Charles Barlow, petitioner, Appellant, vs. State of Minnesota, Respondent.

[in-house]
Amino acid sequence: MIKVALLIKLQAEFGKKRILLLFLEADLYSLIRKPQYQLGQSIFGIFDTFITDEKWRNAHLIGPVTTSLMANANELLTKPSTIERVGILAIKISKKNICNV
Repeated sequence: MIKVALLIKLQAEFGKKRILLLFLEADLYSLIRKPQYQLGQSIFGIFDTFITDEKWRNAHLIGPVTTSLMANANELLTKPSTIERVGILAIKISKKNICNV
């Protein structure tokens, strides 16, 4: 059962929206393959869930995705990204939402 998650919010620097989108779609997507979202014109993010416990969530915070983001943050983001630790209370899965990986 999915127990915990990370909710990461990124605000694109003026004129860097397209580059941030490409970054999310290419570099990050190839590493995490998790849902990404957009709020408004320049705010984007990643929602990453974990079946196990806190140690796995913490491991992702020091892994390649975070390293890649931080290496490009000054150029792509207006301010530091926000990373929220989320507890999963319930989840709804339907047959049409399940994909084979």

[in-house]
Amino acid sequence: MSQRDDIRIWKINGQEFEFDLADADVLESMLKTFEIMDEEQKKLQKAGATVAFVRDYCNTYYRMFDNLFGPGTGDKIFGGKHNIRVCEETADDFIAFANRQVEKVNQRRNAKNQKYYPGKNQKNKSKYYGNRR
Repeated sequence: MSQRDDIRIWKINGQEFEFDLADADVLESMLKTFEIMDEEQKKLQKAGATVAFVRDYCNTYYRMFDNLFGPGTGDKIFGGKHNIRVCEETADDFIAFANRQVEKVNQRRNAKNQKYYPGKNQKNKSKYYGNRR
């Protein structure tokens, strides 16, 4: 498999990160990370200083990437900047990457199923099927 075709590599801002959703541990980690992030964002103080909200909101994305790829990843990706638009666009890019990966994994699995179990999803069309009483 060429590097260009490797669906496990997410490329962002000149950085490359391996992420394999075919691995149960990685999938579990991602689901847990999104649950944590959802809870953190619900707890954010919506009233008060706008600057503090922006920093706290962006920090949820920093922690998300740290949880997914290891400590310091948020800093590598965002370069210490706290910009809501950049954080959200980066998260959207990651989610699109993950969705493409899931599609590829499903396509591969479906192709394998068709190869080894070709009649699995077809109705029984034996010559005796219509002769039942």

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This opinion will be unpublished and may not be cited except as provided by Minn. Stat. § 480A.08, subd. 3 (2010). STATE OF MINNESOTA IN COURT OF APPEALS A10-746 Charles Barlow, petitioner, Appellant, vs. State of Minnesota, Respondent. Filed January 18, 2011 Affirmed Kalitowski, Judge Olmsted County District Court File No. 55-K0-04-1698 David W. Merchant, Chief Appellate Public Defender, Cathryn Middlebrook, Assistant Public Defender, St. Paul, Minnesota (for appellant) Lori Swanson, Attorney General, St. Paul, Minnesota; and Mark A. Ostrem, Olmsted County Attorney, James P. Spencer, Senior Assistant County Attorney, Rochester, Minnesota (for respondent) Considered and decided by Kalitowski, Presiding Judge; Lansing, Judge; and Worke, Judge. UNPUBLISHED OPINION KALITOWSKI, Judge In this postconviction appeal, appellant Charles Barlow argues that (1) he was subject to an illegal investigative stop and pat-down search of his person; (2) the warrantless search of his vehicle was unlawful; and (3) he was denied a fair trial because of prosecutorial misconduct. We affirm. DECISION Appellant was charged with first-degree sale of a controlled substance, in violation of Minn. Stat. § 152.021, subds. 1(1) and 3(b) (2002) (count one), and second-degree possession of a controlled substance, in violation of Minn. Stat. § 152.022, subds. 2(1) and 3(b) (2002) (count two). At a contested omnibus hearing, appellant challenged the constitutionality of a pat-down search, which revealed marijuana, and a warrantless search of his vehicle, which uncovered a bag of cocaine. The district court denied appellant s motion to suppress the evidence obtained from both searches. Following a jury trial, the jury found appellant not guilty of count one, but guilty of count two. Appellant filed a petition for postconviction relief, stating that (1) he was subject to an illegal investigative pat-down search of his person; (2) the warrantless search of his vehicle was unlawful; and (3) he was denied a fair trial because of prosecutorial misconduct. In a thorough and well-reasoned order and memorandum, the postconviction court denied appellant s petition. I. Appellant s convictions were not based on the marijuana found during the frisk, but the marijuana and appellant s subsequent admissions support the search of his car. We, therefore, begin our analysis with the officer s stop and frisk. Appellant argues that the postconviction court erred in determining that a police officer s warrantless 2 investigative stop and pat-down search did not violate appellant s constitutional rights. We disagree. The decisions of a postconviction court will not be disturbed unless the court abused its discretion. Dukes v. State, 621 N.W.2d 246, 251 (Minn. 2001). This court examines the postconviction court s findings to determine if they are supported by the evidence, but reviews issues of law de novo. Leake v. State, 737 N.W.2d 531, 535 (Minn. 2007). Whether a search or seizure is justified by reasonable suspicion or probable cause is an issue of law that is reviewed de novo. State v. Burbach, 706 N.W.2d 484, 487 (Minn. 2005). Warrantless searches and seizures are per se unreasonable under the United States and Minnesota constitutions. State v. Martinson, 581 N.W.2d 846, 849 (Minn. 1998). But there are a few well-delineated exceptions, including brief investigatory stops, which require only reasonable suspicion of criminal activity, rather than probable cause. Id. at 850. Under Terry v. Ohio, the police may stop and frisk a person when (1) the officer has a reasonable, articulable suspicion that a suspect might be engaged in criminal activity, and (2) the officer reasonably believes the suspect might be armed and dangerous. 392 U.S. 1, 30, 88 S. Ct. 1868, 1884-85 (1968). A reviewing court considers the totality of the circumstances surrounding the stop, giving due regard to the officer s experience and training in law enforcement. State v. Kvam, 336 N.W.2d 525, 528 (Minn. 1983). Reasonable articulable suspicion must be based on more than an officer s mere whim, caprice, or idle curiosity. State v. Waddell, 655 N.W.2d 803, 809 (Minn. 2003). 3 Appellant first asserts that because the officer lacked a reasonable articulable suspicion that appellant was involved in criminal activity, the investigative stop of appellant was unjustified. Specifically, appellant argues that any initial suspicion as to drug activity was dispelled before the officer approached appellant. See State v. Hickman, 491 N.W.2d 673, 675 (Minn. App. 1992) (finding that once an officer s original suspicion has been dispelled, he lacks reasonable, articulable suspicion to perform an investigative stop), review denied (Minn. Dec. 15, 1992). Appellant argues that the initial complaint from an identified informant about alleged drug activity referred to three black males and one white male behind a trash dumpster. But when the officer arrived at the scene 40 minutes later, he only observed appellant, sitting in a Cadillac, with a Dodge Intrepid parked nearby surrounded by tools and electronic equipment, and no immediate evidence of drug activity. Therefore, appellant argues, the officer s original suspicion should have been dispelled. We disagree. When the officer arrived in response to a complaint of a drug sale and found appellant in the area, it was not unreasonable for the officer to approach appellant and speak with him. Minnesota courts have determined that there is no seizure for constitutional purposes when an officer walks up to an already-parked car and converses with the driver. State v. Vohnoutka, 292 N.W.2d 756, 757 (Minn. 1980); Crawford v. Comm r of Pub. Safety, 441 N.W.2d 837, 839 (Minn. App. 1989). Appellant also argues that the officer s Terry frisk was unlawful because the officer had no reasonable, articulable suspicion that appellant was engaged in criminal activity or was armed and dangerous. See Wold v. State, 430 N.W.2d 171, 174 (Minn. 4 1988) (stating that an officer must have reasonable, articulable suspicion of criminal activity and that the individual may be armed and capable of immediately causing permanent harm ); In re Welfare of M.D.R., 693 N.W.2d 444, 450 (Minn. App. 2005) (stating that an officer may conduct a limited, pat-down search for weapons if the officer reasonably believes that such a search is necessary to protect the officer s safety or the safety of others ), review denied (Minn. June 28, 2005). The officer testified that after approaching appellant the officer noticed on the seat of appellant s car, an empty plastic bag with a corner torn off in a manner that, in the officer s experience, indicated drug sales. When the officer asked appellant about the plastic bag, appellant tore the bag in half before handing it to the officer. The officer stated he believed appellant was trying to destroy the evidence that the bag was torn distinctively. Appellant argues that the bag is hardly sufficient evidence of criminal activity. To support his assertion, appellant cites to several cases: United States v. Charrington, 285 F. Supp. 2d 1063, 1069 (S.D. Ohio 2003) (finding that a security force member did not have probable cause to suspect criminal activity where the defendant merely possessed cigarette rolling papers and plastic bags); United States v. Williams, 346 F. Supp. 2d 934, 938 (E.D. Mich. 2004) (finding that neither [d]efendant s late night trip nor his possession of empty sandwich bags supplied the officers with reasonable suspicion ); State v. Shoulderblade, 905 P.2d 289, 295 (Utah 1995) (holding that a passenger stuffing a clear plastic sandwich bag between the front bucket seats of a car does not raise reasonable suspicion of drug activity). But the cases cited by appellant 5 involve intact plastic bags, not a bag torn in a way indicative of drug sales. Thus, contrary to appellant s assertions, the officer had a reasonable, articulable suspicion of criminal activity. The officer also testified that appellant became extremely nervous, was all over the place, and was acting erratically when asked about the torn bag. In discussing the constitutionality of frisks, the Terry Court highlighted concerns for officer safety, stating that [t]he officer need not be absolutely certain that the individual is armed; the issue is whether a reasonably prudent man in the circumstances would be warranted in the belief that his safety or that of others was in danger. 392 U.S. at 27, 88 S. Ct. at 1883. Based on the totality of the circumstances, the officer had a reasonable, articulable suspicion that appellant was engaged in criminal activity and was armed and dangerous. The officer s pat-down was lawful and not the product of mere whim, caprice, or idle curiosity. See Waddell, 655 N.W.2d at 809 (stating standard). Appellant argues that the officer did not lawfully seize the marijuana found in appellant s pocket during the pat-down search because the nature of the object was not immediately apparent. A Terry pat-down search is a limited search for weapons, not a search for evidence of a crime. State v. Gilchrist, 299 N.W.2d 913, 917 (Minn. 1980). But when an officer conducting a Terry search feels an item that is immediately apparent to be contraband, the officer may seize it. Minnesota v. Dickerson, 508 U.S. 366, 375-76, 113 S. Ct. 2130, 2137 (1993). Here, the officer testified that when he patted down appellant, he felt a plasticwrapped bundle in [appellant s] left front pocket. 6 The officer did not reach into appellant s pocket or otherwise manipulate the bundle, but instead told appellant that he suspected it was marijuana and asked appellant what it was. Appellant admitted that it was marijuana. The officer did not remove the baggie until after appellant told the officer that it was marijuana. Appellant argues that this does not conform to the law that the nature of the object need be immediately apparent for the officer to seize it. We disagree. Upon feeling the object, the officer had reasonable, articulable suspicion to inquire about the contents of the bag. See Berge v. Comm r of Pub. Safety, 374 N.W.2d 730, 732 (Minn. 1985) (requiring a particularized and objective basis for suspecting a seized person of criminal activity). After appellant himself identified the object as marijuana, the officer had probable cause to seize the contraband. See Dickerson, 508 U.S. at 37576, 113 S. Ct. at 2137 (stating that if an officer finds contraband during a lawful frisk its warrantless seizure would be justified ). We conclude that the officer lawfully seized the bag of drugs from appellant s pocket. The officer s investigative stop and pat-down search of appellant were lawful and did not violate appellant s constitutional rights. Thus, the postconviction court correctly affirmed the denial of appellant s pretrial motion to suppress evidence. II. Appellant argues that the warrantless search of his vehicle was unconstitutional. We disagree. A warrantless search of a motor vehicle may be conducted if the police have probable cause to believe that contraband might be found in the vehicle. United States v. Ross, 456 U.S. 798, 806-08, 102 S. Ct. 2157, 2163-64 (1982); State v. Nace, 404 N.W.2d 7 357, 360 (Minn. App. 1987), review denied (Minn. June 25, 1987). Probable cause exists when there are facts and circumstances sufficient to warrant a reasonably prudent person to believe that the vehicle contains contraband. State v. Johnson, 277 N.W.2d 346, 349 (Minn. 1979). Mere suspicion of criminal activity does not satisfy the requirements of probable cause. State v. Brazil, 269 N.W.2d 15, 19 (Minn. 1978). Appellant argues that the dog sniff of appellant s vehicle was not justified. To conduct a dog sniff, an officer does not need probable cause, but must have reasonable, articulable suspicion of drug-related activity. State v. Wiegand, 645 N.W.2d 125, 135 (Minn. 2002). Here, the facts show that the dog sniff of appellant s car was lawful. Law enforcement had been called to this particular location on report of a drug deal. The plastic bag with a corner torn off in a way that indicates drug sales, appellant s erratic behavior and attempt to conceal the bag s distinctiveness, the marijuana found on appellant s person, and appellant s statement that the car contained more drugs were enough to support the dog sniff of appellant s vehicle. The dog s reaction indicated that there were drugs in the vehicle and taken together with the other indications of narcotics, we conclude the officer possessed probable cause to search the car for drugs. The postconviction court correctly determined that the officer s search of appellant s vehicle was lawful and did not violate his rights under the federal and state constitutions. Appellant also argues that the search of his vehicle could not be justified as a search incident to arrest because the officer did not have probable cause to arrest him. But we conclude that the officer s search of the vehicle falls under the automobile 8 exception to the warrant requirement. Thus, even assuming that appellant s arrest was illegal, the drugs that provided a basis for appellant s conviction were found after a legal search of the vehicle, independent from the arrest. Thus, the postconviction court correctly affirmed the denial of appellant s pretrial motion to suppress evidence. III. Appellant argues that he should receive a new trial because the prosecutor committed prosecutorial misconduct. We disagree. Appellant did not object to the statements made by the prosecutor that he now asserts amounted to prosecutorial misconduct. We review this claim under a modified plain-error standard of review. State v. Ramey, 721 N.W.2d 294, 302 (Minn. 2006). The burden is on appellant to demonstrate (1) error, and (2) that the error was plain. Id. If plain error is shown, then the burden shifts to the state to show that the appellant s substantial rights were not affected. Id. In other words, the state must show that there is no reasonable likelihood that the absence of the prosecutorial misconduct would have significantly affected the verdict of the jury. Id. If plain error affecting appellant s substantial rights is established, then the court must assess whether the error should be addressed to ensure fairness and the integrity of the judicial proceedings. Id. Appellant asserts that the prosecutor improperly misstated the burden of proof, by using confusing and misleading metaphors to describe the beyond a reasonable doubt standard. Misstatements of the burden of proof are highly improper and constitute prosecutorial misconduct. State v. Coleman, 373 N.W.2d 777, 782-83 (Minn. 1985). The general rule is that no adverse inference may be drawn from a defendant s 9 failure to produce evidence. State v. Swain, 269 N.W.2d 707, 717 (Minn. 1978). It is a misstatement of the burden of proof and improper for the prosecutor to argue that the jury should weigh the story of each side and decide which one is most reasonable, which one makes the most sense, or words to that effect. State v. Strommen, 648 N.W.2d 681, 690 (Minn. 2002). In order to explain what proof beyond a reasonable doubt meant, the prosecutor said to the jury that the standard has been used in millions and millions of criminal trials [a]nd so it is not an impossibly high standard. The prosecutor compared proof beyond a reasonable doubt to decisions to have medical care for a loved one, a parent or child, [a] decision to get married, [or] to buy a house. The prosecutor also stated, in describing circumstantial evidence, that if a person walks into the kitchen and finds a pie plate on the floor with the dog standing over it with blueberry pie all over its face and no one else in the house, she could be pretty sure, or sure beyond a reasonable doubt that the dog ate the pie. Appellant argues that this description of the proof beyond a reasonable doubt standard and circumstantial evidence trivialized the burden that the state bears in a criminal prosecution. Appellant also argues that the prosecutor improperly shifted the burden of proof to appellant and confused the jury by stating that while the defense makes much out of the fact that the police didn t test the bag for drug residue, neither did the defense. Appellant fails to establish misconduct. We are not persuaded that the prosecutor misstated the burden of proof or confused the jury. Although the prosecutor s explanations of proof beyond a reasonable doubt and circumstantial evidence could have 10 been more artfully stated, they were not inappropriate. And the prosecutor did not state that appellant had an obligation to produce evidence of his innocence. Nor did the prosecutor state that the jury should weigh each side of the story or choose the one that seems most reasonable. The district court properly instructed the jury on the state s burden to prove each element of the charges beyond a reasonable doubt before their deliberations. Because when viewed as a whole, the statements of the prosecutor did not amount to misconduct and did not deny appellant of a fair trial, there was no plain error. Appellant also argues that the prosecutor improperly interjected his personal opinion about appellant s credibility, and denigrated appellant s defense. Although prosecutors may point out inconsistencies in a defendant s version of events, they may not give their opinion as to any witness s credibility. State v. Ture, 353 N.W.2d 502, 516 (Minn. 1984). It is improper for a prosecutor to express a personal opinion during closing by saying I think, or I think you will be able to find that, thereby suggesting an opinion of guilt or credibility. State v. Prettyman, 293 Minn. 493, 495, 198 N.W.2d 156, 158 (1972). But a prosecutor is not required to make a colorless closing argument and has the right to present to the jury all legitimate arguments on the evidence, to analyze and explain the evidence, and to present all proper inferences to be drawn therefrom. State v. Ali, 752 N.W.2d 98, 105 (Minn. App. 2008), review granted (Minn. Sept. 23, 2008) and appeal dismissed (Minn. May 27, 2009). Appellant argues that the prosecutor made numerous improper comments during closing argument regarding appellant s testimony at trial, including that appellant told a cockamamie story and that appellant s story is not reasonable. As the postconviction 11 court characterized it, the prosecutor did exhibit unprofessional or overzealous conduct in characterizing defendant s theory of the case. But in making the complained of comments, the prosecutor sufficiently related them to evidence that was before the jury. He identified evidence that did not support appellant s version of what happened. We conclude that the prosecutor s descriptions of appellant s theory of the case did not rise to the level of prosecutorial misconduct. See State v. Johnson, 616 N.W.2d 720, 728 (Minn. 2000) (stating that claims of prosecutorial misconduct arising out of closing argument are considered as a whole, rather than focusing on particular remarks that may be taken out of context and given undue prominence). In conclusion, the postconviction court correctly determined that no prosecutorial misconduct occurred here to warrant a new trial. Affirmed. 12